Poetry Out Loud is open to high school students throughout the county. “The program is a natural extension of our Poetry & Prose oral interpretation event, which has been enjoyed by elementary and middle school students for over 30 years,” said Tulare County Superintendent of Schools Jim Vidak. This year, five Tulare County high schools participated in the competition. Approximately 1,100 students competed at the school site level, sending their top performers to the county competition.
Participating students can choose from over 900 classic and modern pieces compiled by the national Poetry Out Loud organization. Nationally, the competition is enjoyed by hundreds of thousands of students each year. Last year, the state finals featured winners from 40 California counties. Locally, Poetry Out Loud was co-sponsored by the Arts Consortium, as well as the National Endowment for the Arts, the National Poetry Foundation, and the California Arts Council.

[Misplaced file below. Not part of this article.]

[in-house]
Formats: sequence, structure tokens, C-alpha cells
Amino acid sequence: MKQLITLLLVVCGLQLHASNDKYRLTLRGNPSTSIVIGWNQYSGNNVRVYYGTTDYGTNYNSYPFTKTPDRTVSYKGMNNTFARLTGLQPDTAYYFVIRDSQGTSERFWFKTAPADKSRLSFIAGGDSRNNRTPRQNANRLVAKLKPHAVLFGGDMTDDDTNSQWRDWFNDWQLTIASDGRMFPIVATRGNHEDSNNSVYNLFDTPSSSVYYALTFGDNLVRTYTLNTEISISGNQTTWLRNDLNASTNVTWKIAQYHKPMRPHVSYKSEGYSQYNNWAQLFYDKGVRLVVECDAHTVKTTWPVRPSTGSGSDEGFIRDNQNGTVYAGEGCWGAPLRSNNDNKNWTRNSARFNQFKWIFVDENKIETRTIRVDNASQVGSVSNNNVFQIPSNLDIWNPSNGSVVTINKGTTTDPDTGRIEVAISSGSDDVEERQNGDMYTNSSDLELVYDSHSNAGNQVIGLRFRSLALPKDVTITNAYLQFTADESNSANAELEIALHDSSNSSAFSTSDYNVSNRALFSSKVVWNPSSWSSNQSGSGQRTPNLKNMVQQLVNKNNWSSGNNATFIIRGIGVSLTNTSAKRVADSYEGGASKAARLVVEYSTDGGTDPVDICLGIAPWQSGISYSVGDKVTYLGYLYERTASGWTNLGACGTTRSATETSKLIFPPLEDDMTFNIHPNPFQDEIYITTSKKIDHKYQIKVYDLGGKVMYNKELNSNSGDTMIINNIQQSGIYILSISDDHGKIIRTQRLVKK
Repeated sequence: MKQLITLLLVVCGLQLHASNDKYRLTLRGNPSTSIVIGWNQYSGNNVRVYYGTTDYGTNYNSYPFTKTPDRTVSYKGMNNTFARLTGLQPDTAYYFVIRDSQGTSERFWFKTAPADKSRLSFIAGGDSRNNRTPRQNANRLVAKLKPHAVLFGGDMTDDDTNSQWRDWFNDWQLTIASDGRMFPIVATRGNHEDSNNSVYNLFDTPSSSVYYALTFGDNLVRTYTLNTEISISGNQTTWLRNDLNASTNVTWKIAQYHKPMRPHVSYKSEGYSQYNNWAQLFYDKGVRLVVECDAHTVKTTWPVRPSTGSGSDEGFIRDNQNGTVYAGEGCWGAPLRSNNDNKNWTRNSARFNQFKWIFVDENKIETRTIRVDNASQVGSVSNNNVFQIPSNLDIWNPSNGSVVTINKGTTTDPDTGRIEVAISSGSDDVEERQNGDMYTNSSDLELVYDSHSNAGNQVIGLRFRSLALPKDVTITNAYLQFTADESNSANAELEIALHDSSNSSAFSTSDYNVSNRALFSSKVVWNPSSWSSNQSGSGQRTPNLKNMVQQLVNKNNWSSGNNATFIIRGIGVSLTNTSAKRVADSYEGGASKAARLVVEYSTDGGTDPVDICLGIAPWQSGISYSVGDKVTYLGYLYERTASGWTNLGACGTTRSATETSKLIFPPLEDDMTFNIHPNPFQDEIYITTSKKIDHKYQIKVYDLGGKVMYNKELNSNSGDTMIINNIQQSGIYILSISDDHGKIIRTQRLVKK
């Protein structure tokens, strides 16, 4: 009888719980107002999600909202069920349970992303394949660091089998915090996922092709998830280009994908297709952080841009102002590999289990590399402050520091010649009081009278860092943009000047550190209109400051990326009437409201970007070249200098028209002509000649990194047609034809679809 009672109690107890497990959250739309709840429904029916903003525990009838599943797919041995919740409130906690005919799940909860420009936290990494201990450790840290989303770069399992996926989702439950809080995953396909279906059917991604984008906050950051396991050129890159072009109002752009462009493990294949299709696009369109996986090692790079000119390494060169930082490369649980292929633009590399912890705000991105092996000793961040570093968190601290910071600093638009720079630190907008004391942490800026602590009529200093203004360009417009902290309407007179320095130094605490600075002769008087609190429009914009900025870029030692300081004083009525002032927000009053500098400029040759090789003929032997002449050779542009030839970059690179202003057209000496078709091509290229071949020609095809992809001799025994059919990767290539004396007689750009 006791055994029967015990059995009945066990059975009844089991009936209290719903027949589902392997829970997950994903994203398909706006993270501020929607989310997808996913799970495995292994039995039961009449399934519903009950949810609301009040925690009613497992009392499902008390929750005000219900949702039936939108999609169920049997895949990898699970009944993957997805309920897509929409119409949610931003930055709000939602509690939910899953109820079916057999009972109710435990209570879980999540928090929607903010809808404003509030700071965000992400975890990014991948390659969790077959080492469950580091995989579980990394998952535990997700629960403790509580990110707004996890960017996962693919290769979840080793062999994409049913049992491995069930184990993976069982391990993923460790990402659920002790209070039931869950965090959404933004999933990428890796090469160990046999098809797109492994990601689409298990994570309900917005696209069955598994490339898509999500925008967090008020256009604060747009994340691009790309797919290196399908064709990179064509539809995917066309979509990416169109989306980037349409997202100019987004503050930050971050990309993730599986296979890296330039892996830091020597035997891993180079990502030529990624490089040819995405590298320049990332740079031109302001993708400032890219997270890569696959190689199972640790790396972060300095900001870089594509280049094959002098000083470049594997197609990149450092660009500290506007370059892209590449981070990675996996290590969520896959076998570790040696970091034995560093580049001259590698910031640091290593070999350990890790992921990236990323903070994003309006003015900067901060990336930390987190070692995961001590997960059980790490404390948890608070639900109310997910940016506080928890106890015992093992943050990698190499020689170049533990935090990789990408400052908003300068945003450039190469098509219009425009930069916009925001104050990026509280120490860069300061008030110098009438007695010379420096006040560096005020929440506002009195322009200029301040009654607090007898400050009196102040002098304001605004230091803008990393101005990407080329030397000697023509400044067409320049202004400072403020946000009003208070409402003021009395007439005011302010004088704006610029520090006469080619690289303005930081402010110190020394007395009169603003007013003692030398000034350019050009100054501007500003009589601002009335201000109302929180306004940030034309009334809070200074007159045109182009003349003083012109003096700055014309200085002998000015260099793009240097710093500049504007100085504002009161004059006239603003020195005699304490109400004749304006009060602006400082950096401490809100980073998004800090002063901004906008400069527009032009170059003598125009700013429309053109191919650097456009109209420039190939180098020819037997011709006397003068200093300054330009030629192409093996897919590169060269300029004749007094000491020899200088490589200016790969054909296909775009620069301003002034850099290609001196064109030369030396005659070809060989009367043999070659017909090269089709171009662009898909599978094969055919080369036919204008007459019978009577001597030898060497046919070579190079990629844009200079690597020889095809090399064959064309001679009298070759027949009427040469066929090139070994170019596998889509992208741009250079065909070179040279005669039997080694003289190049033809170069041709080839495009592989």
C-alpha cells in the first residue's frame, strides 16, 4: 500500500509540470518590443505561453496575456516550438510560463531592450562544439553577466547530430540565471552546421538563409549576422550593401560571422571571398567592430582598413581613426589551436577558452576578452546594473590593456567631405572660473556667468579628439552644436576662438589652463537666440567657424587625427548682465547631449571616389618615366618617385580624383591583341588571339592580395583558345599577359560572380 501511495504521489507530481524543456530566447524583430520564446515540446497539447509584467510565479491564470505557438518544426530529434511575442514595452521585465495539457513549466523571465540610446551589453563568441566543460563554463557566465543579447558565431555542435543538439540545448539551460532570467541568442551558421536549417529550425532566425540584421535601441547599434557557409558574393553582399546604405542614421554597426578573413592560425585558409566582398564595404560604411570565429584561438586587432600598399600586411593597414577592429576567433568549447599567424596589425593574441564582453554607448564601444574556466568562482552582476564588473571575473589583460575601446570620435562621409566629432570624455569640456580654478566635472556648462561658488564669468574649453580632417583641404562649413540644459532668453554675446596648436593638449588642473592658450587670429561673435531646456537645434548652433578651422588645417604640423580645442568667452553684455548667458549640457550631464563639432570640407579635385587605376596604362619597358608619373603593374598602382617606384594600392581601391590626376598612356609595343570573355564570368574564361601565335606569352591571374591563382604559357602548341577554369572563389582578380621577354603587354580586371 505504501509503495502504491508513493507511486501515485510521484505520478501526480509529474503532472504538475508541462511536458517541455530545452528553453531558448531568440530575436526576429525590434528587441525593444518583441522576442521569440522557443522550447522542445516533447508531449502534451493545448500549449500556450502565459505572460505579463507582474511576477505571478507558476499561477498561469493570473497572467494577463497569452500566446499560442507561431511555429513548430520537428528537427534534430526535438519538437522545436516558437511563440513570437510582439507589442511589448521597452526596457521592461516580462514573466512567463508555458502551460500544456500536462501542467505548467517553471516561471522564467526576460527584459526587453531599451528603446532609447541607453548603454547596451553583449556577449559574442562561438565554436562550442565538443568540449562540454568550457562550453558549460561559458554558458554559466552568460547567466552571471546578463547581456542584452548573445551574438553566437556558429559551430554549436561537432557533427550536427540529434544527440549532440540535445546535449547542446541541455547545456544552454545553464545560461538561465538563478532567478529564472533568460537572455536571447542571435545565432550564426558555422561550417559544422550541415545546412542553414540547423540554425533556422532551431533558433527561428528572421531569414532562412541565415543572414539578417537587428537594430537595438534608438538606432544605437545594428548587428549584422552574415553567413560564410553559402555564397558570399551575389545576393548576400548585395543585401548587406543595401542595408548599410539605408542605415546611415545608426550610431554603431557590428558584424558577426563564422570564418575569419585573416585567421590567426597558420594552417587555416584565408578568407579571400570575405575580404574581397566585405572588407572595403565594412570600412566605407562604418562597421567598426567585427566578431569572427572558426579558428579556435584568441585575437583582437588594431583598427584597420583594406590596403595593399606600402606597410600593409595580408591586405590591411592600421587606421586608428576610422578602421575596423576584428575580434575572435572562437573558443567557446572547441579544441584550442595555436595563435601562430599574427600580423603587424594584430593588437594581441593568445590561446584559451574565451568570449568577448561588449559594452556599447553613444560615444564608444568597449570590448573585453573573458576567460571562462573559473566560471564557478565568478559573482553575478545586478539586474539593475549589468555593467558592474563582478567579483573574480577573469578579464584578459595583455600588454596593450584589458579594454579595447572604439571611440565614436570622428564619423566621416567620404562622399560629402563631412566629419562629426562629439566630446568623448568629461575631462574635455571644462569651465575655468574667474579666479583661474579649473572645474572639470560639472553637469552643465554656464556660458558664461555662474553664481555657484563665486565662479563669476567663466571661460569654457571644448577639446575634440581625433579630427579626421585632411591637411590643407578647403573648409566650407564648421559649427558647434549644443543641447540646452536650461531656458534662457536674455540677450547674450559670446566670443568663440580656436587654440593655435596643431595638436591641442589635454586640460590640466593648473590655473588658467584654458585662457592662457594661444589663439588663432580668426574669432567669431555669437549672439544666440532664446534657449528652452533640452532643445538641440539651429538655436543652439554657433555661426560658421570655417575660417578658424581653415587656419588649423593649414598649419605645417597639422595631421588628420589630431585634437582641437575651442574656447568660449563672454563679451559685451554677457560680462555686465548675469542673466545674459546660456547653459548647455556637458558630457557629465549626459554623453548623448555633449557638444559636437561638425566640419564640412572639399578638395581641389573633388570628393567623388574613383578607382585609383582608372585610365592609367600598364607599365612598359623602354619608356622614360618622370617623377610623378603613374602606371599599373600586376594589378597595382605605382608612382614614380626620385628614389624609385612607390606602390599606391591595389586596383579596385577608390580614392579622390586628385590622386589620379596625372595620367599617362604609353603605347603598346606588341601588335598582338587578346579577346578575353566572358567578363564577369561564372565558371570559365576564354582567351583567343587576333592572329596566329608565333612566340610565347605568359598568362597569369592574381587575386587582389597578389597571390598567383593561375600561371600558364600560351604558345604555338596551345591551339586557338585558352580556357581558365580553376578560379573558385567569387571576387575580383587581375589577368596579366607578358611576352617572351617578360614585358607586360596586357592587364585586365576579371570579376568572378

“My goal has never been to win this competition. Instead it was to perform with all of the emotions and feelings I could muster,” said Gabrielle. “My goal was to get the audience captivated and hang on to every word I said, in hopes they too were immersed in the poems I previously found myself lost in. When I perform, I give it my all and then some so that I never leave the stage with feelings of regret or disappointment. The only thing I can ask is that other people feel the same aura of peacefulness I do when performing and that younger generations never let go of their power of imagination and sense of excitement through the love of poems.” Jill Coyle, Gabrielle’s coach at Tulare Union High School, shared that her students have participated in POL for two years, saying “It is a real thrill to see and hear students bring the written words of poets to life.”